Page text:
Head transplantation done

Nicholas Bostrom (bostrom@mail.ndirect.co.uk)
Mon, 3 Nov 1997 22:13:57 +0000

I read in The Times newspaper yesterday that a researcher had managed
to transplant monkey heads and keep them alive for up to a week after
the operation. We have discussed the possibility of brain
transplantation at some point on the extropian or the transhumanist
list, and we concluded that it seemed unlikely (at least before the
arrival of nanotech, at which time there wouldn't be any use in
transplanting heads anyway). The reason we thought the project looked
hopeless was that the task of making the nerve fibers in the spinal
core match up correctly after the transplantation looks absolutely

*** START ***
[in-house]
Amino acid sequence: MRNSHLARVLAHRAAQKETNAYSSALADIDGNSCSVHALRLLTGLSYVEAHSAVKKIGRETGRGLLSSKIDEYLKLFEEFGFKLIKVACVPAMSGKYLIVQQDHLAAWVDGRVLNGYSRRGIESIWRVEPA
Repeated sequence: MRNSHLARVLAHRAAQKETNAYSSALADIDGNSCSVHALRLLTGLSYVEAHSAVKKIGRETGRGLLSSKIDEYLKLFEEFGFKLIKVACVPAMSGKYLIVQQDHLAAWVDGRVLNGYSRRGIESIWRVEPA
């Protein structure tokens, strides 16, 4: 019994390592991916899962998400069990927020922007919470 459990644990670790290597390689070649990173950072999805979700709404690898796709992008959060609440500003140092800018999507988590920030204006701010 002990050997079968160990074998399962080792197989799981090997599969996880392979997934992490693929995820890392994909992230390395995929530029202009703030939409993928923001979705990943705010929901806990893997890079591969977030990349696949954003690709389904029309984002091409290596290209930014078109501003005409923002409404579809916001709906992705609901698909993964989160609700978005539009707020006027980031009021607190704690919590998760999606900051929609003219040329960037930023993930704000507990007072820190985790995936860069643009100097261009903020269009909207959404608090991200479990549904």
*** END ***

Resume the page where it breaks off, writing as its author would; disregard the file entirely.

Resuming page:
What we overlooked was the these nerves don't need to be matched up
in a certain way or even reconnected at all! What the researcher I
read about had done was to keep the brain stem of the donor body.
This makes the donor body continue such functions as respiration,
heart activity and digestion, thereby supplying the transplanted head
with oxygen and nutrients. The transplanted brain has control over
the facial muscles and would thus be able to read, eat, and in some
way or another communicate. But it has no connection with the brain
stem or the rest of the body, so the animal is 90% paralysed.

To me it seems unnecessary to have a donor body: might it not be
possible to replace it with a heart-lung machine?

I don't think that this breakthough will have any major practical
consequences, but it represents yet another development that forces
people to come to terms with the weirdness of the future and of the
present day. Perhaps the shock value of head transplants will help
desensitize people so they become more accepting of, say, the idea of

Nick Bostrom